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Title: The multiple roles of A-type lamins in cellular aging, cell cycle progression and the DNA damage response
Author: Gibbs-Seymour, Ian David
ISNI:       0000 0004 2714 9606
Awarding Body: Durham University
Current Institution: Durham University
Date of Award: 2011
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A-type lamins are a group of type V intermediate filaments whose main members are lamin A and C. Lamins A/C are components of the nuclear lamina and are encoded by the LMNA gene. Lamins A/C have a variety of cellular functions, including maintaining the structural integrity of the nucleus and the regulation of signal transduction pathways, transcription factors and DNA replication. Mutations in LMNA give rise to a diverse spectrum of diseases, termed laminopathies, which include premature aging syndromes. In Chapter 3, I sought to understand the role of wild type lamin A in normal cellular aging. Lamin A C-terminal cysteine residues were irreversibly oxidized during the in vitro aging of human dermal fibroblasts (HDFs), which impaired the ability of lamin A to form disulfide bonds, causing loss of function. Furthermore, loss of these cysteine residues induced premature senescence, suggesting that these cysteine residues are important for lamin A function during cellular aging. In Chapter 4, I extended previous findings implicating A-type lamins in the control of cell cycle progression. Loss of A-type lamins or its nucleoplasmic binding partner, LAP2α, caused delayed G1/S-phase progression, reduced cellular proliferation and cell cycle exit. Proliferative defects could not be rescued via treatment with anti-oxidants. In Chapters 5 and 6, I addressed the role of wild type mature lamin A/C in the DNA damage response (DDR). A-type lamins interact with the DDR mediator protein 53BP1 via its Tudor domain. Loss of LMNA caused endogenous DNA damage and loss of 53BP1 protein levels. Furthermore, loss of LMNA resulted in defective DNA repair that ultimately led to increased sensitivity to DNA damage. Together, the data presented here extends previous findings implicating A-type lamins in cell cycle progression and provides novel insights into the cellular roles of A-type lamins in cellular aging and the DNA damage response.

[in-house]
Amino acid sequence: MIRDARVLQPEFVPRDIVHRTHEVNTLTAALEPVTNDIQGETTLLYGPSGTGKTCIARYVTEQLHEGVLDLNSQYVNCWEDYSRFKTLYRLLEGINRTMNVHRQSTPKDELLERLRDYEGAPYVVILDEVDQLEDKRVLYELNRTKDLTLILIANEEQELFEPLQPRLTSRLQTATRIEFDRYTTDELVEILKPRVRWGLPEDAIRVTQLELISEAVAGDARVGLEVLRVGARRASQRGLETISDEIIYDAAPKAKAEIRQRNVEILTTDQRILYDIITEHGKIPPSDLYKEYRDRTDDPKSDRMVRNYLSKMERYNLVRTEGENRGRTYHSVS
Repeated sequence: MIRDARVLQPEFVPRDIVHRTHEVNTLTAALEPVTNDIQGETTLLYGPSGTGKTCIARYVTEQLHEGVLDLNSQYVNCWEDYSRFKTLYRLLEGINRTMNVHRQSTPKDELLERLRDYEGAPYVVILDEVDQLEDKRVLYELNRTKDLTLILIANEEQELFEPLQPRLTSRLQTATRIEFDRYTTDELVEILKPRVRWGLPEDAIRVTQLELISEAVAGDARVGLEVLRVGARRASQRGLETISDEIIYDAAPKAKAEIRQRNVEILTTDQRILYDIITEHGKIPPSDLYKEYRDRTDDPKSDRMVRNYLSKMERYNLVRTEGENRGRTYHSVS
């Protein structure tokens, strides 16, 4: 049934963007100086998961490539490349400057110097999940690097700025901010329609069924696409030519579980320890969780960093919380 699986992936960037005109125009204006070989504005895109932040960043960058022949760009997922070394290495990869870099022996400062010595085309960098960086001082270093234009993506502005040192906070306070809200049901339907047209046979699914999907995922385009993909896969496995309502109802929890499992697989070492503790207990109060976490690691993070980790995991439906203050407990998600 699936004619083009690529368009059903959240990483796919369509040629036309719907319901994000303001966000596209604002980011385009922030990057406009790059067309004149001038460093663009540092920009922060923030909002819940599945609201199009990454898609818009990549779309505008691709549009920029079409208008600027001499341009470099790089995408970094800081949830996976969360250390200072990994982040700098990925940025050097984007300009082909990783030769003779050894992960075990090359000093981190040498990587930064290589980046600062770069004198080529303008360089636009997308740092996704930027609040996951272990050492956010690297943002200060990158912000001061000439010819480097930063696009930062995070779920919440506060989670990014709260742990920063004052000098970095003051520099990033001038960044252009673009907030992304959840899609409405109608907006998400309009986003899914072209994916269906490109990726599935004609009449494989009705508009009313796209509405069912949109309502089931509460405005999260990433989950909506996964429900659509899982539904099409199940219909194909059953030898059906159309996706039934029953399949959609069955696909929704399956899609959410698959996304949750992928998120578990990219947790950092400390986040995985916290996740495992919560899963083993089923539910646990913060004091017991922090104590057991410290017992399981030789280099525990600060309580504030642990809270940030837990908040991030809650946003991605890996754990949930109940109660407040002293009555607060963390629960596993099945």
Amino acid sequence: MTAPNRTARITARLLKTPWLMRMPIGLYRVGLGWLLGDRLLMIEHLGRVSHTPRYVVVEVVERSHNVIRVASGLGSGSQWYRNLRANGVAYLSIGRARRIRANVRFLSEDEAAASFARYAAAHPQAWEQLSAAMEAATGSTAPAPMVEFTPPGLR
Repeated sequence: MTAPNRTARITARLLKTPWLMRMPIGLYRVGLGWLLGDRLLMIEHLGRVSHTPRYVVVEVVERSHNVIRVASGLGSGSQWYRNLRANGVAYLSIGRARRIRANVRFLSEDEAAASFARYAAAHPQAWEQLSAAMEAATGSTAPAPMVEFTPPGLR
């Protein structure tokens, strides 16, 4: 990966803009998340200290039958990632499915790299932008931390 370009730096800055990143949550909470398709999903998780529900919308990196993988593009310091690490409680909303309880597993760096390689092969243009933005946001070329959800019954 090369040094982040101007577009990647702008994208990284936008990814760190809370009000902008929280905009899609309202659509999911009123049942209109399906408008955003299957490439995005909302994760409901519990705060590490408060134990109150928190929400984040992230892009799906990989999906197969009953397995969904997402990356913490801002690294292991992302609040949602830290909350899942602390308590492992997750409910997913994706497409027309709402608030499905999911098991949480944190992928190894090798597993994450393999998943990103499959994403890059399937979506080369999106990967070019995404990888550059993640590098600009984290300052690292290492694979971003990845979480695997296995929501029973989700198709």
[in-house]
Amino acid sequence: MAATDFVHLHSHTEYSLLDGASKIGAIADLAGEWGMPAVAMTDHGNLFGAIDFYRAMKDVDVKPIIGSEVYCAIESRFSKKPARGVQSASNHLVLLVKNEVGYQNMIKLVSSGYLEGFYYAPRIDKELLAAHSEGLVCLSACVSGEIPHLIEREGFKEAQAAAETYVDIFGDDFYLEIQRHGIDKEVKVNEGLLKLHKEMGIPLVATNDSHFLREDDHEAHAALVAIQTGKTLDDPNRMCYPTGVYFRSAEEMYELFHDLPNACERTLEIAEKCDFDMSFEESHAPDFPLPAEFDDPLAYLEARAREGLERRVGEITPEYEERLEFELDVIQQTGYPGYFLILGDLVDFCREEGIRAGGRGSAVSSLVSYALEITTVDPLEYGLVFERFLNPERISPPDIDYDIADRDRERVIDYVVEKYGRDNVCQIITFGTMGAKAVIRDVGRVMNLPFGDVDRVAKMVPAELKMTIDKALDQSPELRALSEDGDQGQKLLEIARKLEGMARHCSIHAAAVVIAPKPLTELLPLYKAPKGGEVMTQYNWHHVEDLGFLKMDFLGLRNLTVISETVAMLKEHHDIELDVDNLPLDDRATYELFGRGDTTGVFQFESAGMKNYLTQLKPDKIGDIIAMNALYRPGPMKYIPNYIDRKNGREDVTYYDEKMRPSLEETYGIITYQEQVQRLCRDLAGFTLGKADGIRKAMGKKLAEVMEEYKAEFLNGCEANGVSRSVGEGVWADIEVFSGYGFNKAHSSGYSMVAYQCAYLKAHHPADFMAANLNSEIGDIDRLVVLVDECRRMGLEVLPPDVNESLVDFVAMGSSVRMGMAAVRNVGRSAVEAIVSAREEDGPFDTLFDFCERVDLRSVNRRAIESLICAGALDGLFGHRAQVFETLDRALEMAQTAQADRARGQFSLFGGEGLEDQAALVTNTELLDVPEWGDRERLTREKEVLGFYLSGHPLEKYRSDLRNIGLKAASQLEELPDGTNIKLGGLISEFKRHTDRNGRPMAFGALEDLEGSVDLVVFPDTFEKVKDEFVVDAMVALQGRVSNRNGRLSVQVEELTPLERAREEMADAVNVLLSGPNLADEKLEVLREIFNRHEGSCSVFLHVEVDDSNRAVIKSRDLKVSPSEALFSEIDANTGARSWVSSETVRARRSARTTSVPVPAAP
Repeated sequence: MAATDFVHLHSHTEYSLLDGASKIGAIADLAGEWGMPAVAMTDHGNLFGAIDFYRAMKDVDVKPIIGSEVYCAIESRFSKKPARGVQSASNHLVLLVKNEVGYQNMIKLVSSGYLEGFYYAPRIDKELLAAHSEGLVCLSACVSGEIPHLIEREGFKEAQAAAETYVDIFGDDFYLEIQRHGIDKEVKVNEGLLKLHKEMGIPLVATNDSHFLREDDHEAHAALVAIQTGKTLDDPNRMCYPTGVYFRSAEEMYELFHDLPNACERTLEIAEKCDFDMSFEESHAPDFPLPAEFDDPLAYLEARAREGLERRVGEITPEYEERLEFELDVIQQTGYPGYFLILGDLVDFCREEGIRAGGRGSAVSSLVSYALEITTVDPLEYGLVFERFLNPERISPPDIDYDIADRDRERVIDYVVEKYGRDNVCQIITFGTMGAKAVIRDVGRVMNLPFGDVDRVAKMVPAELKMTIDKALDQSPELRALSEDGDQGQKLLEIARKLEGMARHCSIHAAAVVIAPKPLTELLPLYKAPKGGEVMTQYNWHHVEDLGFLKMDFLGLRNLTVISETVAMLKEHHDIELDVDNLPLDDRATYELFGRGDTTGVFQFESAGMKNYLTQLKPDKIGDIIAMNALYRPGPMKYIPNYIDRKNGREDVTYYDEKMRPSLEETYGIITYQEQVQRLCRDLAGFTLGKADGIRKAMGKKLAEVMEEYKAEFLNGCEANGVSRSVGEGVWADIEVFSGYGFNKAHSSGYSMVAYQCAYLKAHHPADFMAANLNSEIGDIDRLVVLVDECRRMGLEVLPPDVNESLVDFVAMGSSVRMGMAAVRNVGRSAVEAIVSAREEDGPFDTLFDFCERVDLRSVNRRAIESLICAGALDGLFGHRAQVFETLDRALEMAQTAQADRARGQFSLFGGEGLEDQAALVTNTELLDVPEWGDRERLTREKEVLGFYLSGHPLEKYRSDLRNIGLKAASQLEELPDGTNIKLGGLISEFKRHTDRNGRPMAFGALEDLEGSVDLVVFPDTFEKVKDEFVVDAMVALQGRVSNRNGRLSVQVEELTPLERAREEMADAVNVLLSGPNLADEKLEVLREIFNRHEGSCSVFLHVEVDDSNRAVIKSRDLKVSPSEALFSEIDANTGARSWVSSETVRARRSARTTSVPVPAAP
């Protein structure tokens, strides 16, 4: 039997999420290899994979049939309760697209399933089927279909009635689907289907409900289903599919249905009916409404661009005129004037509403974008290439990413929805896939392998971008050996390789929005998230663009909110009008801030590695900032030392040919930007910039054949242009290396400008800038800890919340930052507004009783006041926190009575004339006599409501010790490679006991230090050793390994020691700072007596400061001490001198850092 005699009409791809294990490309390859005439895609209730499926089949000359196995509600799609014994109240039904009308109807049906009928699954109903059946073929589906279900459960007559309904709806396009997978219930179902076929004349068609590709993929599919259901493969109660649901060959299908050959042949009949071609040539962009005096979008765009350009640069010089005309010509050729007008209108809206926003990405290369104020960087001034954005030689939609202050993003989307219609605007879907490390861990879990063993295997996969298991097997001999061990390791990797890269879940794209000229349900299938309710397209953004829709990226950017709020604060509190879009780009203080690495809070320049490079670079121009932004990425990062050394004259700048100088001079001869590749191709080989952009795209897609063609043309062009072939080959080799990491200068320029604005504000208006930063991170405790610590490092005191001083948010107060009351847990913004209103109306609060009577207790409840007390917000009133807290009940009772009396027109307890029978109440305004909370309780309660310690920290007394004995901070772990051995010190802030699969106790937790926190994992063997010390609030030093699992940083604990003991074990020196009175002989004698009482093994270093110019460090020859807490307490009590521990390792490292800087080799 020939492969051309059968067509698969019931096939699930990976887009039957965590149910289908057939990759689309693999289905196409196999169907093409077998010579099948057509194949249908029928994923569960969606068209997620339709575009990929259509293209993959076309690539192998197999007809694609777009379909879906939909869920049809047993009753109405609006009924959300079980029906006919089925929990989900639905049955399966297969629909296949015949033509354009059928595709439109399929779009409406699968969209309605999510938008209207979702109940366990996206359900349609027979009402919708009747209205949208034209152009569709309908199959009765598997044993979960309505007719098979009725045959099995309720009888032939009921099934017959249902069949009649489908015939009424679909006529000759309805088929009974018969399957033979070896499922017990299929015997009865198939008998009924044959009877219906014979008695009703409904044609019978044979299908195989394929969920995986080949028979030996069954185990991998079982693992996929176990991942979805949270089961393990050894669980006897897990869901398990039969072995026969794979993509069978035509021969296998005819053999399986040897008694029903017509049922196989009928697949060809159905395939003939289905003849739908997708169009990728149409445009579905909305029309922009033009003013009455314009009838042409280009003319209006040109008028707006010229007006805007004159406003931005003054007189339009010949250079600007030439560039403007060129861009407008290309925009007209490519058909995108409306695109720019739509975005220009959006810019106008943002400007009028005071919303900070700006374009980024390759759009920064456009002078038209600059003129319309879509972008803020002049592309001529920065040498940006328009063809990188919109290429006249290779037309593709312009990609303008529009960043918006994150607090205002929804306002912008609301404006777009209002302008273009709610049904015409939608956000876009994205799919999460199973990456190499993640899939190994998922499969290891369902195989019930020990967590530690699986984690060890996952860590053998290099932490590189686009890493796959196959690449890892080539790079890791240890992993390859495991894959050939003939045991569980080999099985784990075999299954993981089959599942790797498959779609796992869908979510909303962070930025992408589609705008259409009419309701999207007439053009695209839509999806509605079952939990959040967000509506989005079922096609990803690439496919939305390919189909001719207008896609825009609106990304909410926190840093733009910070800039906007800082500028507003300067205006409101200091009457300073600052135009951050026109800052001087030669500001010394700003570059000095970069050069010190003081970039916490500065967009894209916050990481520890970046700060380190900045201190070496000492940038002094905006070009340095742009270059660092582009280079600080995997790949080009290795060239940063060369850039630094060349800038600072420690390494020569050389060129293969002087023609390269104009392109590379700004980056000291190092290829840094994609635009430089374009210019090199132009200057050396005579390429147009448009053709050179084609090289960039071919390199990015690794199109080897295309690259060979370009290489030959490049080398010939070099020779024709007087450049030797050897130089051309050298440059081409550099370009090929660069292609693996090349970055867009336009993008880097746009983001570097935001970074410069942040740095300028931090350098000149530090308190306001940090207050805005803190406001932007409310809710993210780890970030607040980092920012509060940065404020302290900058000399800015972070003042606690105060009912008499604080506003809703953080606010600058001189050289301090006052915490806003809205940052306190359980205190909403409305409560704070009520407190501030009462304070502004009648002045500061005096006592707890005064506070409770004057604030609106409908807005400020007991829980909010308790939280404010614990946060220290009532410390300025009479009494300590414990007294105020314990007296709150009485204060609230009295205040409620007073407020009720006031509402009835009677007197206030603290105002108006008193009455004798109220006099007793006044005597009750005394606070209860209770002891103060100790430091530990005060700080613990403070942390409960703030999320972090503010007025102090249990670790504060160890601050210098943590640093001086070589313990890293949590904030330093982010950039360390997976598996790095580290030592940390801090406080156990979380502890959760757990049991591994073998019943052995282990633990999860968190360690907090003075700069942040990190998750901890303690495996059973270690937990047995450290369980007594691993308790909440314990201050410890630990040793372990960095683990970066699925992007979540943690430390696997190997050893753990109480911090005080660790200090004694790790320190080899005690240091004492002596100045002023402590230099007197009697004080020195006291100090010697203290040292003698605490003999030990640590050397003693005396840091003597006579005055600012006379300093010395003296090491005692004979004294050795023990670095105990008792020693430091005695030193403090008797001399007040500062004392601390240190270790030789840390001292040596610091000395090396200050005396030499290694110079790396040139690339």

Supervisor: Not available Sponsor: Not available
Qualification Name: Thesis (Ph.D.) Qualification Level: Doctoral
EThOS ID:  DOI: Not available